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Who profits from Gaza unrest?

Israel is concerned that Hamas is planning a major strategic attack on the Israeli homefront, which would force the IDF to invade Gaza.
Palestinian members of al-Qassam Brigades, the armed wing of the Hamas movement, display home-made rockets during an anti-Israel military parade, in Rafah in the southern Gaza Strip August 21, 2016.  REUTERS/Ibraheem Abu Mustafa  - RTX2MFG5

On Feb. 7, at least two members of the Israeli Cabinet announced that a new round of fighting between Israel and Hamas can be expected very soon, perhaps even as early as spring. The first was retired Maj. Gen. Yoav Galant (Kulanu), former commander of the Southern Command, who now serves as the minister of housing. The second was the chairman of HaBayit HaYehudi, Minister of Education Naftali Bennett.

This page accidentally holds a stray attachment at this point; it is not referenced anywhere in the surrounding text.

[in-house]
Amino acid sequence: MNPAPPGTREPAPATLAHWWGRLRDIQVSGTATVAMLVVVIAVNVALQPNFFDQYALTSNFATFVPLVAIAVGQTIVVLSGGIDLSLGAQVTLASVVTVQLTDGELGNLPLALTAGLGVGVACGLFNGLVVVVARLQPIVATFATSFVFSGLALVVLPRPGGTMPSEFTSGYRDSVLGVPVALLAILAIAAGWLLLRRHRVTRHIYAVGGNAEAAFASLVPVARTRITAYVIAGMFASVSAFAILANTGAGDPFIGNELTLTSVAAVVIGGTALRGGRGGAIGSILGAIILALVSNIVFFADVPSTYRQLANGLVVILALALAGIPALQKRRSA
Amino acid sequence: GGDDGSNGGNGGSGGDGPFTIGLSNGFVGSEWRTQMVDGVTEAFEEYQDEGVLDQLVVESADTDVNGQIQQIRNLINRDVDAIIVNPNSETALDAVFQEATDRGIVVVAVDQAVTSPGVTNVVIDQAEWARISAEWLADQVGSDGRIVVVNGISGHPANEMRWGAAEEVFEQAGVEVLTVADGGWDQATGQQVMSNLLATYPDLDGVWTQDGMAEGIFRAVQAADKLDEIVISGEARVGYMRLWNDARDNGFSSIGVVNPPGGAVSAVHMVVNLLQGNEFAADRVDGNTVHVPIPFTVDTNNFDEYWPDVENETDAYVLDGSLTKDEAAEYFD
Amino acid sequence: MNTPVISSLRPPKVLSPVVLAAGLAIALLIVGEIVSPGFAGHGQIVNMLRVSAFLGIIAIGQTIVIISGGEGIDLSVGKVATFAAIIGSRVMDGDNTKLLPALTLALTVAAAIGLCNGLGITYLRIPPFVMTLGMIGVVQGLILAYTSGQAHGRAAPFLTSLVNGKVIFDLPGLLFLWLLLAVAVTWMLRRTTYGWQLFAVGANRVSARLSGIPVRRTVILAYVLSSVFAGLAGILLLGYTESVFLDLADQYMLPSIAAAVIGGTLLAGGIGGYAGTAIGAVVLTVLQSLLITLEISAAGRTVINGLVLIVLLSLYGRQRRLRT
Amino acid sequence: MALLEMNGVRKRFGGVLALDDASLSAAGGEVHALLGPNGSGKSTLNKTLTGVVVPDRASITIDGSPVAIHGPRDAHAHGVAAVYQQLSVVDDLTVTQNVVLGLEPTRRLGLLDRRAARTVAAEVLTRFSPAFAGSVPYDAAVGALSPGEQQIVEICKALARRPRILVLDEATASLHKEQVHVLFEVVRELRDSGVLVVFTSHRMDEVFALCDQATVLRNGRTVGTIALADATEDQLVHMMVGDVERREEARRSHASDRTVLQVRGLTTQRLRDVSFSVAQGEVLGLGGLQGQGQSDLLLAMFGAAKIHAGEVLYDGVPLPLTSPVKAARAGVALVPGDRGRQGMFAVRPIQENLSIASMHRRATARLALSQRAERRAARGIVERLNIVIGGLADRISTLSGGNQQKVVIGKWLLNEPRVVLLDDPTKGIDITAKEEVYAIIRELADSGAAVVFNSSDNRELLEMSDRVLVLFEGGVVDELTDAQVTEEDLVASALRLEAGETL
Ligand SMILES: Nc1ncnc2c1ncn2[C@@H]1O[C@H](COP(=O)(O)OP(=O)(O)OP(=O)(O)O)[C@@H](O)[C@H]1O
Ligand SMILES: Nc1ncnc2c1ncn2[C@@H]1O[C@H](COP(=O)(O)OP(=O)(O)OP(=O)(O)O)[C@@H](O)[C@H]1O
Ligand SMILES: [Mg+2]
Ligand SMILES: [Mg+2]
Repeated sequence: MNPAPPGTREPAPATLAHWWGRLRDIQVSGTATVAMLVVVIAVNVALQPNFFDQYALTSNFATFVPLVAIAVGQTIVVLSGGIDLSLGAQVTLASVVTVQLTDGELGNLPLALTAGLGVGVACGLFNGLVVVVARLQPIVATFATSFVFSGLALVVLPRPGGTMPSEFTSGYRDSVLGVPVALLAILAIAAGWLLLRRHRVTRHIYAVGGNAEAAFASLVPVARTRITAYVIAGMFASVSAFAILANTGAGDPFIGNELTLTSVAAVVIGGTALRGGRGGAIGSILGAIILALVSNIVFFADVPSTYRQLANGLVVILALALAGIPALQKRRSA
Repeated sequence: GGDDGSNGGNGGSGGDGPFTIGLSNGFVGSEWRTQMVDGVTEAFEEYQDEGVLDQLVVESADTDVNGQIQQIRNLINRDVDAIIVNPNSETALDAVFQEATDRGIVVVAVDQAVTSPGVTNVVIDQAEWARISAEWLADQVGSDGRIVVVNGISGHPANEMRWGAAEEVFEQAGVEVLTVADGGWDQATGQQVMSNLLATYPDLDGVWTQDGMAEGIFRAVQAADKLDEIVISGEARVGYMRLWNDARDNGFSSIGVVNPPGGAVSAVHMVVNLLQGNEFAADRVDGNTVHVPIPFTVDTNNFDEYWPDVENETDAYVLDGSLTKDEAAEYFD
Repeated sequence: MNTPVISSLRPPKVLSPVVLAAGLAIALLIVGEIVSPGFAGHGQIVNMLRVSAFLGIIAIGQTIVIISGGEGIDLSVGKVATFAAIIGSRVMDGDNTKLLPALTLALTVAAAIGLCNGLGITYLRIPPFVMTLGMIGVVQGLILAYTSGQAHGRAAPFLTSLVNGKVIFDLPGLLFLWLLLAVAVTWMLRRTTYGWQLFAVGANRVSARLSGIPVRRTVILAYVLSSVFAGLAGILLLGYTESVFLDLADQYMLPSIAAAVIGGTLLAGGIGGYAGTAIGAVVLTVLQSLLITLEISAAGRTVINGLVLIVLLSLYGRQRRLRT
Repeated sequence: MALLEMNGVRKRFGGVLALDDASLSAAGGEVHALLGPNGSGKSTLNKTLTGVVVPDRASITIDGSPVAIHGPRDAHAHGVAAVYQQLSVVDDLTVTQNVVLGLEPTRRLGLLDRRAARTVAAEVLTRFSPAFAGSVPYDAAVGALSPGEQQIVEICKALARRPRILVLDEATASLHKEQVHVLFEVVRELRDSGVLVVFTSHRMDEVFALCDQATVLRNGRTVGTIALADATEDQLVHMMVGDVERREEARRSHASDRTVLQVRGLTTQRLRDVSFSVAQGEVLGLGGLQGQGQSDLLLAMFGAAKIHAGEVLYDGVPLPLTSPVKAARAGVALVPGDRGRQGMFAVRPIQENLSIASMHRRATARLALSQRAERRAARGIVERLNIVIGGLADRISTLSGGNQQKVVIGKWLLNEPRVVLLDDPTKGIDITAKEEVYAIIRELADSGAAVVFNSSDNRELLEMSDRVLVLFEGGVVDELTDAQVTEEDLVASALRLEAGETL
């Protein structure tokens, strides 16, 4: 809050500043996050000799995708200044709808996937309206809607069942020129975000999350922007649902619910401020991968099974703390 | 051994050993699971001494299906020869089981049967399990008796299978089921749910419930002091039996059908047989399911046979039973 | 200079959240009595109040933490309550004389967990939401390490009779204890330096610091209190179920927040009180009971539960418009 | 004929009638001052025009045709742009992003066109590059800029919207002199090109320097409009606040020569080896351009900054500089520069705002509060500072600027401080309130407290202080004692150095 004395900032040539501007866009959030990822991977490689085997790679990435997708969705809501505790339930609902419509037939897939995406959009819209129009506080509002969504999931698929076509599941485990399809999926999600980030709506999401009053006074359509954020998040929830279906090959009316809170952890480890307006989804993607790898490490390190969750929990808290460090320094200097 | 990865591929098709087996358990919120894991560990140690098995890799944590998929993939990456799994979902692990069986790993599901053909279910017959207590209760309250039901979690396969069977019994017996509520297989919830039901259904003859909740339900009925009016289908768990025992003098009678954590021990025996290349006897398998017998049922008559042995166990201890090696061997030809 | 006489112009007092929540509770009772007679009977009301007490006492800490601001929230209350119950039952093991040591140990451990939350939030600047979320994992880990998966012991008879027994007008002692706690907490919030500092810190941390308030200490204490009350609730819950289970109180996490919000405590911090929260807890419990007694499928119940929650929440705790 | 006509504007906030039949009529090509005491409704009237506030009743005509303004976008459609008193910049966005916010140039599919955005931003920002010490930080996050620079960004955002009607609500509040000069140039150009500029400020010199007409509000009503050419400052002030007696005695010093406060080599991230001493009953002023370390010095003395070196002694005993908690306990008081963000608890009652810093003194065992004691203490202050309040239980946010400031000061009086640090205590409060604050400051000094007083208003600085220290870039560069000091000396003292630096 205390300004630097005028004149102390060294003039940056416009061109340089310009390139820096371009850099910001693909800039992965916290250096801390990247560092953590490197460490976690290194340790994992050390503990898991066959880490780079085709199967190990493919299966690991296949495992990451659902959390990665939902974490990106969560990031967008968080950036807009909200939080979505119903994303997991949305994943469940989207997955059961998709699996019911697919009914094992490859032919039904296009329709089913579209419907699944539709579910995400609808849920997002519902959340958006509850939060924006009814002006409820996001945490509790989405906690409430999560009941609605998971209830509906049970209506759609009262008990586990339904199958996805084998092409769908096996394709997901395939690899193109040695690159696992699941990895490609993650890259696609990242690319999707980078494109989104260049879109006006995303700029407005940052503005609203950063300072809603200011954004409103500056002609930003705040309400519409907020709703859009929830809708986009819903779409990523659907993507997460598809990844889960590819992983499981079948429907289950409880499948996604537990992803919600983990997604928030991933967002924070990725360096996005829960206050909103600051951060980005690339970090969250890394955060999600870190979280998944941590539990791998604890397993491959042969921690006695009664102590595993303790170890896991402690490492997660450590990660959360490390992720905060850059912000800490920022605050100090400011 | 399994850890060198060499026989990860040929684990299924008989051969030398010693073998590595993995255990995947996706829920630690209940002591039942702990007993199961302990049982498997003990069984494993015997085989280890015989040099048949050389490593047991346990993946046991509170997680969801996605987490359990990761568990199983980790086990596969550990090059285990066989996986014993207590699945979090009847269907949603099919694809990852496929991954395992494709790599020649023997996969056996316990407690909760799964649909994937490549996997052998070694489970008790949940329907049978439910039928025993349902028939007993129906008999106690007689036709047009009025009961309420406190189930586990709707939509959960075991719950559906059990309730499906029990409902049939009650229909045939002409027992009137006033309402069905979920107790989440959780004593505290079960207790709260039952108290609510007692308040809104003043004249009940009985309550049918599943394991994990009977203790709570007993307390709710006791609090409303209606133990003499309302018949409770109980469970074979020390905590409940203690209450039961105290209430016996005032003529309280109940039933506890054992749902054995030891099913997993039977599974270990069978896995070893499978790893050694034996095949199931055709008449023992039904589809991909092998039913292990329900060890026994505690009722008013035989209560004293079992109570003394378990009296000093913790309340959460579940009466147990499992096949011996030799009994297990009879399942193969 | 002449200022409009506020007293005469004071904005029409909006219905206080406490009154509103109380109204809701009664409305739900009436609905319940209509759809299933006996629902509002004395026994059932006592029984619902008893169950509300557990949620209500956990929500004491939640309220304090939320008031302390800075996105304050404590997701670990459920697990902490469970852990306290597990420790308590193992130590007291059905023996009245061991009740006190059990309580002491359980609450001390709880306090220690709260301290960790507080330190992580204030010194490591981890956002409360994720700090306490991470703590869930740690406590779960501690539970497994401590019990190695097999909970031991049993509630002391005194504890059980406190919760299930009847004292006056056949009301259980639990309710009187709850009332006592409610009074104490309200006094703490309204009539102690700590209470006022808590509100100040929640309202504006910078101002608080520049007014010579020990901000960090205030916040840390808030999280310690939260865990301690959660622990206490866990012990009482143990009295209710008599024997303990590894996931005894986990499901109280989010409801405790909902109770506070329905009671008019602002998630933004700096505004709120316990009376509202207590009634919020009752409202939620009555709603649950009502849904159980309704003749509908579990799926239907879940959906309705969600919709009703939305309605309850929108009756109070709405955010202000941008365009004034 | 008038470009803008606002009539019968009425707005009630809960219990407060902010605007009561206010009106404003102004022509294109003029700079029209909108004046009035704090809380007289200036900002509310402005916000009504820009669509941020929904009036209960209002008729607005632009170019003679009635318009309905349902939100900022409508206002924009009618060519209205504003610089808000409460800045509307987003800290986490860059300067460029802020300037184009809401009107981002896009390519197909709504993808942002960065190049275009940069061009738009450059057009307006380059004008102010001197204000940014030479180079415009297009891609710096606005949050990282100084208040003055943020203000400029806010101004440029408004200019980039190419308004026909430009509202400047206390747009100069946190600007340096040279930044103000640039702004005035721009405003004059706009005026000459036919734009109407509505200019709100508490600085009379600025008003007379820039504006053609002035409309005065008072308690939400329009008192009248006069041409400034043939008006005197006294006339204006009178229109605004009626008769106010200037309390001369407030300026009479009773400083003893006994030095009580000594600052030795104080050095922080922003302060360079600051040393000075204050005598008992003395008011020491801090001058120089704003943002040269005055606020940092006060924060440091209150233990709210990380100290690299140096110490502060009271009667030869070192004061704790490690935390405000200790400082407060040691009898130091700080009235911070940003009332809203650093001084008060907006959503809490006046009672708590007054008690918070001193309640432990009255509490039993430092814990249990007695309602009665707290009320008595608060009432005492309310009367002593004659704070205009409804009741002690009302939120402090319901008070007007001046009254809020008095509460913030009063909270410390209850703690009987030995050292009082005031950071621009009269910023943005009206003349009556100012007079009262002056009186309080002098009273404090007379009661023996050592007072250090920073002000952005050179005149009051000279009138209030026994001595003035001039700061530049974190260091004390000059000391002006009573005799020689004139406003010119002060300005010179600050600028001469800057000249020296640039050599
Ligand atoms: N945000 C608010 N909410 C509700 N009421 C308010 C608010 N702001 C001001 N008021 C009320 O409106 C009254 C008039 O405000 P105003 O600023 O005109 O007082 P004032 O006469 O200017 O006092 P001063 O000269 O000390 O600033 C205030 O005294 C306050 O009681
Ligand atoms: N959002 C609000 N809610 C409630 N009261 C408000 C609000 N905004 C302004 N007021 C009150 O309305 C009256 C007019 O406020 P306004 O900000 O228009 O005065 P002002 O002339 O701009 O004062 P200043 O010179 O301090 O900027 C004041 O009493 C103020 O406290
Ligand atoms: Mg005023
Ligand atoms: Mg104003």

These statements followed several large-scale attacks on Hamas targets, launched in response to a single rocket fired by a Salafi group, which landed in an open field in southern Israel on Feb. 6. While it is true that Israel has a "no containment" policy in response to every shot fired at it from Gaza, it seems as if Israel's aggressive responses have been taken up a notch ever since the appointment of current Defense Minister Avigdor Liberman, and they are now disproportional. Israel no longer makes do with sporadic fire at empty positions. It now collects a steep price from Hamas for every rocket that some ephemeral group or other manages to fire at it. These attacks are aimed at strategic targets such as tunnels, special weapons depots and various security infrastructures. However, the resulting paradox is that Salafi groups, which challenge the Hamas leadership, have found a way to cause Hamas harm. All they have to do is fire at Israel and wait for the outcome.

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